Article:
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Description

Get into this pant, and leave the frontcountry for the gumbies.

Patagonia designed the Men’s Backcountry Guide Pant for those who spend more winter days in the mountains than not. This tough softshell pant features a water-resistant, four-way stretch weave for full mobility and waterproof reinforcements on the seat and knees. The brushed interior keeps you comfortable with or without a base layer, and the three-point removable suspenders keep the pant stabilized when you’re popping jump turns or high-stepping up a frozen waterfall. A built-in mini-gaiter keeps out snow and other debris, and the two-way zippered fly lets you drain the main vein without taking everything off.

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Patagonia Backcountry Guide Softshell Pant - Men's

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Here's what others have to say...

5 5

Breathe freely

I've probably toured 30 days in these this season and they are great at keeping you dry and from overheating. I really like the thigh vents which let you dump heat without bringing all the snow on board. I ended up modding mine to cut buckle windows into the cuffs so I could engage and disengage the tour mode on my TLT5 boots. They have held up to a lot of abuse while shcwacking in this low snow year as well as being up against rock and ice on some light ski mountaineering routes I've done. I will definitely get another pair once I destroy these but looking at them after a full season makes me think it might be a while.

5 5

Soooo Good

I love these guys! Patagonia nailed it with these. If you are going to be involved in any kind of aerobic activity (touring, mountaineering, alpine climbing) in a cold environment these are great. The soft shell material and vents keeps you dry when moving which keeps you warm when you are sipping tea on the summit. The suspenders keep the pants where they belong. I'd recommend getting them in your actual waist size or even a little small because the waist does stretch a bit(that is why the suspenders are great). There is also a kick patch near the cuff to protect the fabric from misdirected hits with the crampons.

Soooo Good
2 5

Durability, durability, durability

I love Patagonia, really do. But these were scraped up within a couple hours of ice climbing. The sides are not tight like european pants and thus are super prone to crampon hangups. Knees are "reinforced" but were scratched after kneeling a couple times on a rock and a mixed pitch. Might be great for skiing, but find something tighter for climbing.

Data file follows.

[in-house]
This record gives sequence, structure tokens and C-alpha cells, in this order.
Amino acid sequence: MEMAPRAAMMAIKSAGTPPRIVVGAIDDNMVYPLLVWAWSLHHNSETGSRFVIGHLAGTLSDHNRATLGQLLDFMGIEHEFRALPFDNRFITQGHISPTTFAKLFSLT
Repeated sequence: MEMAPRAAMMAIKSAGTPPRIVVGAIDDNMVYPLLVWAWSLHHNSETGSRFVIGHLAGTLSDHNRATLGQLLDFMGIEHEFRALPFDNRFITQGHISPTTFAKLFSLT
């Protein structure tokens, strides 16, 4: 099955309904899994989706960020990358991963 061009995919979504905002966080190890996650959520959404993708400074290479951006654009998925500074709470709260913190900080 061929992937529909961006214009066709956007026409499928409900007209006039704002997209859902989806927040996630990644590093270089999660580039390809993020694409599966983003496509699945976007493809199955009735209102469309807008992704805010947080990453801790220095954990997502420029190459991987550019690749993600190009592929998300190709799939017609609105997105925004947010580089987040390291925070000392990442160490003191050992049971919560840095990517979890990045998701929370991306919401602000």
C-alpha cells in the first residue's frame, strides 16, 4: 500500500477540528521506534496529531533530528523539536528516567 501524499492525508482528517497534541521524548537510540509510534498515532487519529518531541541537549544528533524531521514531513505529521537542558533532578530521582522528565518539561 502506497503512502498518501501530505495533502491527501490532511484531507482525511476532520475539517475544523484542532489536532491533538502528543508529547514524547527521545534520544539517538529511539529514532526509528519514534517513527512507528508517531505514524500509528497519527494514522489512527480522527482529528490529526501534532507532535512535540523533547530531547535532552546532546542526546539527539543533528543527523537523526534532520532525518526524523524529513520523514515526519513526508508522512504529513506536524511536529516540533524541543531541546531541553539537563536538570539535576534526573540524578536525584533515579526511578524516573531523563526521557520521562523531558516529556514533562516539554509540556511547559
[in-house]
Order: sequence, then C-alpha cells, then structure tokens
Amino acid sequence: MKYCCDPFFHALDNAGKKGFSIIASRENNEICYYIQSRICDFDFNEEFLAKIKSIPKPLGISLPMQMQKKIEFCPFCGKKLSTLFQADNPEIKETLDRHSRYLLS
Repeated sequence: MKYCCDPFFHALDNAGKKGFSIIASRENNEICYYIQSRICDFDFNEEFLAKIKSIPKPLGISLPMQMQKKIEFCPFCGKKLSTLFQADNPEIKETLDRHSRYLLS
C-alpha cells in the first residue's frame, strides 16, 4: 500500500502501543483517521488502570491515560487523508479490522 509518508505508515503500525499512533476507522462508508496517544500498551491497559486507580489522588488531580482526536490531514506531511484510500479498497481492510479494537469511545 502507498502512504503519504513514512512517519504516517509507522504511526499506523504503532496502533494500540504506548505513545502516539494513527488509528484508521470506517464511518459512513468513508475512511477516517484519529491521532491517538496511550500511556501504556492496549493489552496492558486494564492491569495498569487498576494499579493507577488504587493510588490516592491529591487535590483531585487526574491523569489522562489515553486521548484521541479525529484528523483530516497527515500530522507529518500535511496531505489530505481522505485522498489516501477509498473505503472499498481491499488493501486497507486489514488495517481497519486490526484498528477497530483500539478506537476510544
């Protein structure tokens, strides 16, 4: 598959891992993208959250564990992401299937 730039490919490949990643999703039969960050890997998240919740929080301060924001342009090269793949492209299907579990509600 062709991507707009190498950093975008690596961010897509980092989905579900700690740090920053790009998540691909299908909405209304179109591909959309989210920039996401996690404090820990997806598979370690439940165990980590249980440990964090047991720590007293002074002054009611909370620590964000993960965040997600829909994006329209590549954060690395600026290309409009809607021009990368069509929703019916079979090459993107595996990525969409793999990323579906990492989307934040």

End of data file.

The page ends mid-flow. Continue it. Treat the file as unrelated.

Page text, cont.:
4 5

Tight in the thighs ? No way !

I was little worried when I ordered these pants, because I read many complaints about them being tight in the thighs. I usually wear size 34, but I have trouble finding pants that fit over my thighs and that are not too loose at the waist. For $120, I took the chance, and ordered size 34.

Got them today, and I have to say they fit perfectly. They have nice athletic fit, but they are not tight by any chance, and my movement is not limited at all. I think I found my new softshell alpine/ice climbing and BC skiing pants.

4 5

Good Softshell Pants

These are a great pant for what I need them to do. They're fairly durable, breath well, and are slim enough that they don't get in the way (of crampons &c.). They are a little boring looking, so steer clear if you're planning on entering yourself in the steezy brobrah comp this season.
The two complaints I have are that sometimes the vents aren't enough - I cut the lining out so as to cool off and show off my skivvies. Also, they have kind of a long rise. I find that I either have the crotch hanging low or the waistband up near my belly button.

Looking at buying these pants for ice...

Posted on

Looking at buying these pants for ice climbing and back country skiing, but was wondering if anyone knew about the legs, if they are baggy or not ? .. i can't have them baggy because i don't wanna shred them with crampons on. If anyone can help thanks

Responded on

I wouldn't call the legs on the Backcountry Guide baggy at all - I've never ice climbed in them, but I use them for ski touring and think the fit is spot on - room to move, but not too loose.

4 5

Love the pants...only one little problem.

Great pant...especially the fit. Nice and slim but still enough room to move. Good breathability and side zippers. Suspenders are a nice addition. Only problem is, there is no hook attached to the minigator like one would expect to attach to boot laces. There are loops on each side of the minigaiter for a strap of sort, but i have yet to find a good setup. right now i'm just using some cord to loop under my shoe. Neither backcountry.com or patagonia has been able to find a good strap for this use. will post when i find a good setup.

Responded on

Get some burly shock cord...3/16" or so, not tent pole shock cord. Tie a super secure knot. The stretchy cord is great...been rockin' it for years on various soft shell pants. I even sew on fabric loops at the ankles of pants that come without.

3 5

Rainier

I just took these pants for a trip up Rainier. The pants were very comfortable. I was a little warm on the climb due to the small quad vents. I hike warm. Some full length side zips would be better for dumping heat as needed. I stayed warm and dry with 50 to 60 mph winds at the top and a silk weight pair of long underwear underneath. I did use crampons on the climb and they basically shredded the built in gaiters. I would recommend to Patagonia that they put some heavy Cordura or similar material on the bottom to protect the pant or wear some heavy gators on the outside of the pant to protect the bottoms. I assume ski edges would shred the pant also. They due have a small light weight protector patch on the inside cuff but it is basically worthless. Cheers, Jack

5 5

Last pant you'll need for winter...almost

These pants are great; phenomenal soft shell for winter use. They're great for skiing, climbing, mountaineering, etc. I've yet to get wet in them and the times I've felt the wind cut through a bit have been very few - 70-80 mph gusts. I don't use the suspenders (they're easily removable). I'm tall and lanky at 6'3 and 180 and the medium gives me a great athletic fit. I tend to use these with a light base layer for activities where there is a little more stop and go and the temperature is well below freezing. In moderate temperatures (15+) while doing something highly aerobic...I find these to be a little warm and prefer something like the guide pant, also by Patagonia.

5 5

Awesome pants